Overview of key legislation
Four main pieces of legislation govern the work Corrections does:
There’s also secondary legislation associated with these primary Acts that determines how the Department functions. This includes the Corrections Regulations 2005.
Relationship between key pieces of legislation
The different Acts apply at different stages in the criminal process.
The Bail Act sets out how someone charged with an offence can be dealt with before their trial (or appeal), and the Sentencing Act sets out how they can be dealt with if found guilty.
The Courts are generally responsible for making key decisions (orders) under these Acts. However, Corrections (and in some cases a private contractor) is responsible for managing the custody orders and most community orders the Courts make in this way. The Corrections Act sets out how this should be done.
The Parole Act applies when it is time to consider releasing a prisoner. The Parole Board is responsible for making key decisions under this Act, but Corrections is again responsible for managing offenders according to the directions of the Parole Board.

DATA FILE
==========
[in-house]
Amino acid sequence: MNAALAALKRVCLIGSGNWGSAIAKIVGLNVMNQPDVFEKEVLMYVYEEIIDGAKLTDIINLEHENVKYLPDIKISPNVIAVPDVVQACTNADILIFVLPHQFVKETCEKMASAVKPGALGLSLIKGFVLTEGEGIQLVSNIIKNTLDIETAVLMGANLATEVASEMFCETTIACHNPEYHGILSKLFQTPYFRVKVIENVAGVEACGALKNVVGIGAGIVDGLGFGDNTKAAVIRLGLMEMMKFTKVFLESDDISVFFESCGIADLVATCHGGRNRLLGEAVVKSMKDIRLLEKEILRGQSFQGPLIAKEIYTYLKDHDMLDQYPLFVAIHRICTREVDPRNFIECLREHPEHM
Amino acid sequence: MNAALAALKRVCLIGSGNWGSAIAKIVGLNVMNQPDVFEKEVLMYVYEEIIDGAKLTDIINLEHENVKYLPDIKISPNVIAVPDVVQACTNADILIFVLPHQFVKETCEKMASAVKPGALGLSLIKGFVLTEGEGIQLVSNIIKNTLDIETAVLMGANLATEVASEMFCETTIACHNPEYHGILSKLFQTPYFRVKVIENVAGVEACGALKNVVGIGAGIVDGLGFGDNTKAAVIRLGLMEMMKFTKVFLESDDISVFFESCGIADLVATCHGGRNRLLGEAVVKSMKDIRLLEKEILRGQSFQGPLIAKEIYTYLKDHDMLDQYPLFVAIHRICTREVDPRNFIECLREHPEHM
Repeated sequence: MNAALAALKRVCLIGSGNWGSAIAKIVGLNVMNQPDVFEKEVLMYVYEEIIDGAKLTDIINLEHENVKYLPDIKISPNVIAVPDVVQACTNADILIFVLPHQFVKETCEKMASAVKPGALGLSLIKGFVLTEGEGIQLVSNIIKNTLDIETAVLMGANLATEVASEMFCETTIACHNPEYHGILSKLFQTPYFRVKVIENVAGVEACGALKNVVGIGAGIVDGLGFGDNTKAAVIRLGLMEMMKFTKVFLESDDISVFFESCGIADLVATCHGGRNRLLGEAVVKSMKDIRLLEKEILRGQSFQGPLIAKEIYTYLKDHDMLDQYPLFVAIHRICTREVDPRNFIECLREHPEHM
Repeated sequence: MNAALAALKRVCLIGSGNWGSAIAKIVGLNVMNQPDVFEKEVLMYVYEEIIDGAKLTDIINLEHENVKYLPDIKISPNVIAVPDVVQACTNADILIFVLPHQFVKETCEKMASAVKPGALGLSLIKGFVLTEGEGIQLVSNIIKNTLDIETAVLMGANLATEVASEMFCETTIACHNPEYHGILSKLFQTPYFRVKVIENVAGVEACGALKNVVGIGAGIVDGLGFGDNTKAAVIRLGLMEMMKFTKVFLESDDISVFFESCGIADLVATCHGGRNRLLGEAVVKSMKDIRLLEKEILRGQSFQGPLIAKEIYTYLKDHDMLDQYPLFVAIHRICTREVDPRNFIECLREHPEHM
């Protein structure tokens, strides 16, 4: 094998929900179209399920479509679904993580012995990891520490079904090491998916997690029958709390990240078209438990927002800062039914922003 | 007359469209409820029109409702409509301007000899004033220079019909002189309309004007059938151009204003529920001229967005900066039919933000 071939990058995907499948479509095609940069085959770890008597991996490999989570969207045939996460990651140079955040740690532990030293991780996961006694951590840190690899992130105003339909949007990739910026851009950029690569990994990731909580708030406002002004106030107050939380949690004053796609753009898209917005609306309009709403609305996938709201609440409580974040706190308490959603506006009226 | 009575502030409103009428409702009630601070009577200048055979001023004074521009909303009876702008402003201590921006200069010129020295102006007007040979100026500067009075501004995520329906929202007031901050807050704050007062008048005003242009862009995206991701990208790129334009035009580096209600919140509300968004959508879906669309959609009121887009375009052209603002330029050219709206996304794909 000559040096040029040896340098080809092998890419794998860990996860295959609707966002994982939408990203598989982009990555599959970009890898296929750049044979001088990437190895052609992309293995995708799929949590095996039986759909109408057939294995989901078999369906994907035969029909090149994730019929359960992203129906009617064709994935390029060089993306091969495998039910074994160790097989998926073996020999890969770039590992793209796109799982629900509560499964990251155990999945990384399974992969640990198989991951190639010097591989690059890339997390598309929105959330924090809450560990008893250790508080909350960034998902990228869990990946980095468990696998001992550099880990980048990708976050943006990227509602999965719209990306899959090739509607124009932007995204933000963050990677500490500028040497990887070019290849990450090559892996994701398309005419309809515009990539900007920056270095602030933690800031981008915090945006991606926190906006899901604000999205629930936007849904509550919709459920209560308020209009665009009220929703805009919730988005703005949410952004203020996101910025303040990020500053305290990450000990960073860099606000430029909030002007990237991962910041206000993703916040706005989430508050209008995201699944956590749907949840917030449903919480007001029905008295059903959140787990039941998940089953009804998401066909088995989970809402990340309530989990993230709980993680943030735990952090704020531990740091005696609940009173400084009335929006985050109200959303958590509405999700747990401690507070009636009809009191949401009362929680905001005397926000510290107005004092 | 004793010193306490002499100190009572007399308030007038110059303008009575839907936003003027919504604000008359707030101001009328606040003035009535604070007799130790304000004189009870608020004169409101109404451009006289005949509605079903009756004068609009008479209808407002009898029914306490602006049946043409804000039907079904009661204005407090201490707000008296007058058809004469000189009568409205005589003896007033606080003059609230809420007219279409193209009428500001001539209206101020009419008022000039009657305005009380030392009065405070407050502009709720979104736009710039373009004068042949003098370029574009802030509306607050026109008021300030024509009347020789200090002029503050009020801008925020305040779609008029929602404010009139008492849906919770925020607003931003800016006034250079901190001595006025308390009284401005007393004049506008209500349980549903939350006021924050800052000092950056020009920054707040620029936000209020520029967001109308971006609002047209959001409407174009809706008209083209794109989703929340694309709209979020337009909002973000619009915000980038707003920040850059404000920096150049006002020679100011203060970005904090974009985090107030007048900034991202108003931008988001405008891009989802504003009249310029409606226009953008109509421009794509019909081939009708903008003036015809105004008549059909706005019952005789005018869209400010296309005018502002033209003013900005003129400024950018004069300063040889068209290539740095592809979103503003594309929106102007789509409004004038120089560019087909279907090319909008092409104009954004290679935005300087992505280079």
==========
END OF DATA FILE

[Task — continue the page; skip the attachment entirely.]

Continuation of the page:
CAPTION: Points in the criminal process where the different Acts governing the work of Corrections apply.
Legislative reform in progress
From time to time the legislation governing the work of Corrections is amended to improve and modernise the corrections system.
Parliament is currently considering the Corrections Amendment Bill. This bill includes a suite of amendments to the Corrections Act 2004 designed to improve the ability of the Department of Corrections to safely and humanely manage prisoners, improve prisoner discipline and safety, and ensure the fair treatment of prisoners.
More information on the bill can be found on the Parliament website.